Rowing: Oxford master Dark Blue arts to harness power with talent

Crew assembled from many nationalities look ready to provide a rare cohesion
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The Independent Online

Today's Boat Race promises a gruelling duel between powerbrokers, whatever the weather. Oxford and Cambridge spent the week familiarising themselves with the Putney to Mortlake course and testing in atrocious conditions. Near-disaster struck Cambridge on Thursday when their No 7, Ryan Monaghan, suffered a back twinge and was dropped in the afternoon. But yesterday he was reinstated for rigorous rough-water tests and pronounced fit to row by the coach, Chris Nilsson.

Monaghan, who rowed for Cambridge last year, knew what to expect. At the crew announcement a few weeks ago the American said his coach was "beating us into the ground and hoping we don't get injured, giving us a day to recover and doing it over again. It's both scientific and mental preparation. You have to be tough as nails to get through it".

Oxford's treatment of waves along Putney Reach, the start of the course, was masterly. They are an exceptionally heavy and tall crew who move their bodies in unison as well as their blades, an unfamiliar Dark Blue trait of late. You would not believe that such a smooth unit has been created out of a bunch of individuals from Poland, Croatia, Holland, New Zealand, Britain and the United States.

Oxford are powerful and have harnessed their talents – five of them rowed in Beijing. They have won all four of their side-by-side encounters. But they should not, and probably do not, feel safe. Cambridge have no Olympians but do have several former junior and Under-23 inter-nationals who will be likely to strut their stuff in London in 2012.

Under their assistant coach, Rob Baker, they trounced Oxford's crews in the Fours Head of the River Race in November. The eight's results in match races are mixed, losing to Leander and finishing one-all against the Tideway Scullers "Great Eight", who toppled Leander in the Head of the River Race. So Cambridge can move, too. In even worse weather than Oxford encountered, they started two lengths behind their reserves, Goldie, and caught them by the Black Buoy, an impressive if water-shipping exercise that required cool heads and steady-as-a-rock control.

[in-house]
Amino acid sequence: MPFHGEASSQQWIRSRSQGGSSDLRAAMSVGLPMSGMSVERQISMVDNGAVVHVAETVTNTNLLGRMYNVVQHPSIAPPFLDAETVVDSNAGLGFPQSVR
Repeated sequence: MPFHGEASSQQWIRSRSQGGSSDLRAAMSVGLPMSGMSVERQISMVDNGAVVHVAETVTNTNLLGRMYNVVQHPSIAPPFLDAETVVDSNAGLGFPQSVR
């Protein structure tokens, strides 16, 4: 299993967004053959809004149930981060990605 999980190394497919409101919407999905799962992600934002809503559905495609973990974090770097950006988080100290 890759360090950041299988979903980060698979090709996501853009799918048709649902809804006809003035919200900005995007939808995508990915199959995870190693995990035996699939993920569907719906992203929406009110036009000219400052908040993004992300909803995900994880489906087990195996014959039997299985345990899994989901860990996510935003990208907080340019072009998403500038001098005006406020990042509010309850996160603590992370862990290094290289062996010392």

In the coaching department, Sean Bowden is in his 10th year with Oxford while the New Zealander Nilsson is new to Cambridge. But he is not new to the Boat Race, having worked as assistant to Bowden in the 1990s, as well as boasting an impressive CV with the New Zealand and US teams.

Both crews have men who have done this before. Colin Smith, Oxford's president and a silver medal winner in the British eight in Beijing, is described by his coach as reassuring under pressure. "He's a grafter," says Bowden. "He battled against selection to prove himself as a worthy international rower. Never makes an excuse."

Smith says: "The best thing has been seeing two trial crews come together from being not a squad to a really good squad. Sean is more about shaping than I am, but it's fantastic to be at the helm of these people and to see them shaping up in the way that they are. It's been a completely crazy year for me so far since the Olympics, and it's all going to come down to today's result. That will make or break the year."

Henry Pelly, Cambridge's president, feels different about the race than he did in 2008. "Last year I was probably the strongest man in the crew at seat racing. This year I'm one of many rather than top of the pile."

Cambridge's one advantage is a cox who is very experienced on this tidal course. Rebecca Dowbiggin steered them to victory by a length and a quarter in 2007 and lost by six lengths last year, when Cambridge ran out of wind halfway. This boat, she says, "has flashes of really, really good stuff".

But flashes will not be enough, and she cannot do much if Oxford pull the heavier Colin Groshing out into the lead in the first mile. Groshing learned his coxing on the Schuylkill in Philadelphia, a totally different kettle of fish to the Thames. "I realise my job is so mental that I need to be as sharp as ever," he says. "My mind is my greatest asset. They trust me to make good decisions for them." This may be a case of "Let the best minds win".

The Boat Race will be shown on 1TV1 today, starting at 3.40pm

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